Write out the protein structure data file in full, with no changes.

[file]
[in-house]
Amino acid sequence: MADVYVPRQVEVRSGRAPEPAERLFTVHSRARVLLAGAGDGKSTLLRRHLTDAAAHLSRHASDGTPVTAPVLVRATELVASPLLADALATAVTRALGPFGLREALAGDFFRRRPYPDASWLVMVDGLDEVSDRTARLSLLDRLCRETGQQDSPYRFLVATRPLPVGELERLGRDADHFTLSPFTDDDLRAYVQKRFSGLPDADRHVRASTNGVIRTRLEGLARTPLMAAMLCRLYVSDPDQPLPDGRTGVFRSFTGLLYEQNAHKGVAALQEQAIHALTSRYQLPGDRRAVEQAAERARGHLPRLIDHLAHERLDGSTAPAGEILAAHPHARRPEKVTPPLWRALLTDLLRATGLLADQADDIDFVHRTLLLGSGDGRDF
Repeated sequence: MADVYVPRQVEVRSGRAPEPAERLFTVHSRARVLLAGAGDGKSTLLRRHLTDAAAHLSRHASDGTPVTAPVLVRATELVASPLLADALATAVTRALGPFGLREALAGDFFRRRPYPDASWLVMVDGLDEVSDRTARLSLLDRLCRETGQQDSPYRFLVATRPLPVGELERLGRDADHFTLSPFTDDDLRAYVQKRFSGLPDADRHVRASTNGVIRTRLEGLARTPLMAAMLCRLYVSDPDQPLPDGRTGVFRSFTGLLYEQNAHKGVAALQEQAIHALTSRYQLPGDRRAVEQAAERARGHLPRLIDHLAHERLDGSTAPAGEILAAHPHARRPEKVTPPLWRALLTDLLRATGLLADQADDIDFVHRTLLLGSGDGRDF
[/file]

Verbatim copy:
[in-house]
Amino acid sequence: MADVYVPRQVEVRSGRAPEPAERLFTVHSRARVLLAGAGDGKSTLLRRHLTDAAAHLSRHASDGTPVTAPVLVRATELVASPLLADALATAVTRALGPFGLREALAGDFFRRRPYPDASWLVMVDGLDEVSDRTARLSLLDRLCRETGQQDSPYRFLVATRPLPVGELERLGRDADHFTLSPFTDDDLRAYVQKRFSGLPDADRHVRASTNGVIRTRLEGLARTPLMAAMLCRLYVSDPDQPLPDGRTGVFRSFTGLLYEQNAHKGVAALQEQAIHALTSRYQLPGDRRAVEQAAERARGHLPRLIDHLAHERLDGSTAPAGEILAAHPHARRPEKVTPPLWRALLTDLLRATGLLADQADDIDFVHRTLLLGSGDGRDF
Repeated sequence: MADVYVPRQVEVRSGRAPEPAERLFTVHSRARVLLAGAGDGKSTLLRRHLTDAAAHLSRHASDGTPVTAPVLVRATELVASPLLADALATAVTRALGPFGLREALAGDFFRRRPYPDASWLVMVDGLDEVSDRTARLSLLDRLCRETGQQDSPYRFLVATRPLPVGELERLGRDADHFTLSPFTDDDLRAYVQKRFSGLPDADRHVRASTNGVIRTRLEGLARTPLMAAMLCRLYVSDPDQPLPDGRTGVFRSFTGLLYEQNAHKGVAALQEQAIHALTSRYQLPGDRRAVEQAAERARGHLPRLIDHLAHERLDGSTAPAGEILAAHPHARRPEKVTPPLWRALLTDLLRATGLLADQADDIDFVHRTLLLGSGDGRDF